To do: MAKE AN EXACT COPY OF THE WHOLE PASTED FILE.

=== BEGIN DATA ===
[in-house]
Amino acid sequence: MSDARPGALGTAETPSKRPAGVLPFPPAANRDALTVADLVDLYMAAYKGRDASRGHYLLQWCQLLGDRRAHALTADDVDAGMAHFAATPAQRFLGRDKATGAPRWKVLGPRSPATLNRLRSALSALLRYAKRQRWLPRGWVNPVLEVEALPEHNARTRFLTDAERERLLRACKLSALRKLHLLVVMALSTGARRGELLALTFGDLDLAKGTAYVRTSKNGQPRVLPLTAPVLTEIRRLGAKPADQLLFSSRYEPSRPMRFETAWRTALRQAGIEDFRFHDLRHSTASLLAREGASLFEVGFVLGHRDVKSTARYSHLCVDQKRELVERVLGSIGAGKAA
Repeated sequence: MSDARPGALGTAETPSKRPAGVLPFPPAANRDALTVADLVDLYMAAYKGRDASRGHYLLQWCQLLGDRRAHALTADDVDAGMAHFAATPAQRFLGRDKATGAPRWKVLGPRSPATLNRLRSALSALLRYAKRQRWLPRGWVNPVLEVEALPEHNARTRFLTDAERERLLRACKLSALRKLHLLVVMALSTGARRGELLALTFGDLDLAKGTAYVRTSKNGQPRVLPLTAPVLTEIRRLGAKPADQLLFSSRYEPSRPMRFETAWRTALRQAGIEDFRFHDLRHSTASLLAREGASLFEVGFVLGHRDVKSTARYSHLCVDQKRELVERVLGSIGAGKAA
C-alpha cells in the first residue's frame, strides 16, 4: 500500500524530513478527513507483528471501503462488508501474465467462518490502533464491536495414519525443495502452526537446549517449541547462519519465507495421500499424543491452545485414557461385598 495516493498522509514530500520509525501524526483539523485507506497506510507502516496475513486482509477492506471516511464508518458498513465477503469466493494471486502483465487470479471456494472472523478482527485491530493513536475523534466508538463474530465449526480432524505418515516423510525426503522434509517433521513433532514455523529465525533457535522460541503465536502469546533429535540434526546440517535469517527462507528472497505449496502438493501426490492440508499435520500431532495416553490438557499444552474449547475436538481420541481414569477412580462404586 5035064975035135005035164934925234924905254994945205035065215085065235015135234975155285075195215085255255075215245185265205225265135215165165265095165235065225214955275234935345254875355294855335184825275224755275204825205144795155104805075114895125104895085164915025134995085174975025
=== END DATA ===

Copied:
[in-house]
Amino acid sequence: MSDARPGALGTAETPSKRPAGVLPFPPAANRDALTVADLVDLYMAAYKGRDASRGHYLLQWCQLLGDRRAHALTADDVDAGMAHFAATPAQRFLGRDKATGAPRWKVLGPRSPATLNRLRSALSALLRYAKRQRWLPRGWVNPVLEVEALPEHNARTRFLTDAERERLLRACKLSALRKLHLLVVMALSTGARRGELLALTFGDLDLAKGTAYVRTSKNGQPRVLPLTAPVLTEIRRLGAKPADQLLFSSRYEPSRPMRFETAWRTALRQAGIEDFRFHDLRHSTASLLAREGASLFEVGFVLGHRDVKSTARYSHLCVDQKRELVERVLGSIGAGKAA
Repeated sequence: MSDARPGALGTAETPSKRPAGVLPFPPAANRDALTVADLVDLYMAAYKGRDASRGHYLLQWCQLLGDRRAHALTADDVDAGMAHFAATPAQRFLGRDKATGAPRWKVLGPRSPATLNRLRSALSALLRYAKRQRWLPRGWVNPVLEVEALPEHNARTRFLTDAERERLLRACKLSALRKLHLLVVMALSTGARRGELLALTFGDLDLAKGTAYVRTSKNGQPRVLPLTAPVLTEIRRLGAKPADQLLFSSRYEPSRPMRFETAWRTALRQAGIEDFRFHDLRHSTASLLAREGASLFEVGFVLGHRDVKSTARYSHLCVDQKRELVERVLGSIGAGKAA
C-alpha cells in the first residue's frame, strides 16, 4: 500500500524530513478527513507483528471501503462488508501474465467462518490502533464491536495414519525443495502452526537446549517449541547462519519465507495421500499424543491452545485414557461385598 495516493498522509514530500520509525501524526483539523485507506497506510507502516496475513486482509477492506471516511464508518458498513465477503469466493494471486502483465487470479471456494472472523478482527485491530493513536475523534466508538463474530465449526480432524505418515516423510525426503522434509517433521513433532514455523529465525533457535522460541503465536502469546533429535540434526546440517535469517527462507528472497505449496502438493501426490492440508499435520500431532495416553490438557499444552474449547475436538481420541481414569477412580462404586 5035064975035135005035164934925234924905254994945205035065215085065235015135234975155285075195215085255255075215245185265205225265135215165165265095165235065225214955275234935345254875355294855335184825275224755275204825205144795155104805075114895125104895085164915025134995085174975025